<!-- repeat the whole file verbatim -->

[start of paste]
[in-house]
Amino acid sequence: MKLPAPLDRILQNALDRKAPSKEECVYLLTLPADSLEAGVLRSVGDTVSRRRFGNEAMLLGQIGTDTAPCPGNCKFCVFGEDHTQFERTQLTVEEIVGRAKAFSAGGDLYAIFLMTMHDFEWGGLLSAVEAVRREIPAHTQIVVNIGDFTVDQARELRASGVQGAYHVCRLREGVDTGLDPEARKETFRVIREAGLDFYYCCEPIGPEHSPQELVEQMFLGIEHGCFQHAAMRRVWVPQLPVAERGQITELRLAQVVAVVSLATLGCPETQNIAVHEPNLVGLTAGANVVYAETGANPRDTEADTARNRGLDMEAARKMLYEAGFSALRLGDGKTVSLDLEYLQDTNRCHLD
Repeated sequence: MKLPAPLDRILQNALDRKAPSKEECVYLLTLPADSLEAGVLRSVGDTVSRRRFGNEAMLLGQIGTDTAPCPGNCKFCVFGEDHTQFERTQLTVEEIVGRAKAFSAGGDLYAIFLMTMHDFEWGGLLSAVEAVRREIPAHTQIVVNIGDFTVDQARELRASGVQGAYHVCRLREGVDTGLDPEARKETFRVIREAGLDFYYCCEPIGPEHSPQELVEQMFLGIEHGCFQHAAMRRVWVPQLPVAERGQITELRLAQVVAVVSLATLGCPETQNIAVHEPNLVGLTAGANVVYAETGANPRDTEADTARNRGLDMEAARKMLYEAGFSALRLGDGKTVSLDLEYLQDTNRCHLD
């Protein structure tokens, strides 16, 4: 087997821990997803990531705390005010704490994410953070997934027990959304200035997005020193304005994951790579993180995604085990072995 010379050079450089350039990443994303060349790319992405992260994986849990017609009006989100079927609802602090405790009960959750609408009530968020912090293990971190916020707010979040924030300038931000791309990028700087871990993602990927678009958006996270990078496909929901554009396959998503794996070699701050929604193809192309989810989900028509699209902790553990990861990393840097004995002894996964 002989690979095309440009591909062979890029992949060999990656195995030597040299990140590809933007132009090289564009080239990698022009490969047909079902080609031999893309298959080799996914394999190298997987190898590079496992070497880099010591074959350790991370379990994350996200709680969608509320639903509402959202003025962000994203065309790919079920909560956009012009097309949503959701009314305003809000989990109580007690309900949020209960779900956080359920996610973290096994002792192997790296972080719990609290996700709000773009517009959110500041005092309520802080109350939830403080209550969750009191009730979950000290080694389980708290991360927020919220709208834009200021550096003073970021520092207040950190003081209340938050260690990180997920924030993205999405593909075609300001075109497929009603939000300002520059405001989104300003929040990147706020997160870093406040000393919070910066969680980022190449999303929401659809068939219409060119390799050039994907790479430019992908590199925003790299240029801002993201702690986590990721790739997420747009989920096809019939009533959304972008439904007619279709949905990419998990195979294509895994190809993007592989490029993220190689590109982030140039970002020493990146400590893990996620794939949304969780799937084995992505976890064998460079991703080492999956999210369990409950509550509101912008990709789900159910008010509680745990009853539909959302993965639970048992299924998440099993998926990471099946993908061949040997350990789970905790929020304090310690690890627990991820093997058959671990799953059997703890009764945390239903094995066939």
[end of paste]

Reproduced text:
[in-house]
Amino acid sequence: MKLPAPLDRILQNALDRKAPSKEECVYLLTLPADSLEAGVLRSVGDTVSRRRFGNEAMLLGQIGTDTAPCPGNCKFCVFGEDHTQFERTQLTVEEIVGRAKAFSAGGDLYAIFLMTMHDFEWGGLLSAVEAVRREIPAHTQIVVNIGDFTVDQARELRASGVQGAYHVCRLREGVDTGLDPEARKETFRVIREAGLDFYYCCEPIGPEHSPQELVEQMFLGIEHGCFQHAAMRRVWVPQLPVAERGQITELRLAQVVAVVSLATLGCPETQNIAVHEPNLVGLTAGANVVYAETGANPRDTEADTARNRGLDMEAARKMLYEAGFSALRLGDGKTVSLDLEYLQDTNRCHLD
Repeated sequence: MKLPAPLDRILQNALDRKAPSKEECVYLLTLPADSLEAGVLRSVGDTVSRRRFGNEAMLLGQIGTDTAPCPGNCKFCVFGEDHTQFERTQLTVEEIVGRAKAFSAGGDLYAIFLMTMHDFEWGGLLSAVEAVRREIPAHTQIVVNIGDFTVDQARELRASGVQGAYHVCRLREGVDTGLDPEARKETFRVIREAGLDFYYCCEPIGPEHSPQELVEQMFLGIEHGCFQHAAMRRVWVPQLPVAERGQITELRLAQVVAVVSLATLGCPETQNIAVHEPNLVGLTAGANVVYAETGANPRDTEADTARNRGLDMEAARKMLYEAGFSALRLGDGKTVSLDLEYLQDTNRCHLD
């Protein structure tokens, strides 16, 4: 087997821990997803990531705390005010704490994410953070997934027990959304200035997005020193304005994951790579993180995604085990072995 010379050079450089350039990443994303060349790319992405992260994986849990017609009006989100079927609802602090405790009960959750609408009530968020912090293990971190916020707010979040924030300038931000791309990028700087871990993602990927678009958006996270990078496909929901554009396959998503794996070699701050929604193809192309989810989900028509699209902790553990990861990393840097004995002894996964 002989690979095309440009591909062979890029992949060999990656195995030597040299990140590809933007132009090289564009080239990698022009490969047909079902080609031999893309298959080799996914394999190298997987190898590079496992070497880099010591074959350790991370379990994350996200709680969608509320639903509402959202003025962000994203065309790919079920909560956009012009097309949503959701009314305003809000989990109580007690309900949020209960779900956080359920996610973290096994002792192997790296972080719990609290996700709000773009517009959110500041005092309520802080109350939830403080209550969750009191009730979950000290080694389980708290991360927020919220709208834009200021550096003073970021520092207040950190003081209340938050260690990180997920924030993205999405593909075609300001075109497929009603939000300002520059405001989104300003929040990147706020997160870093406040000393919070910066969680980022190449999303929401659809068939219409060119390799050039994907790479430019992908590199925003790299240029801002993201702690986590990721790739997420747009989920096809019939009533959304972008439904007619279709949905990419998990195979294509895994190809993007592989490029993220190689590109982030140039970002020493990146400590893990996620794939949304969780799937084995992505976890064998460079991703080492999956999210369990409950509550509101912008990709789900159910008010509680745990009853539909959302993965639970048992299924998440099993998926990471099946993908061949040997350990789970905790929020304090310690690890627990991820093997058959671990799953059997703890009764945390239903094995066939």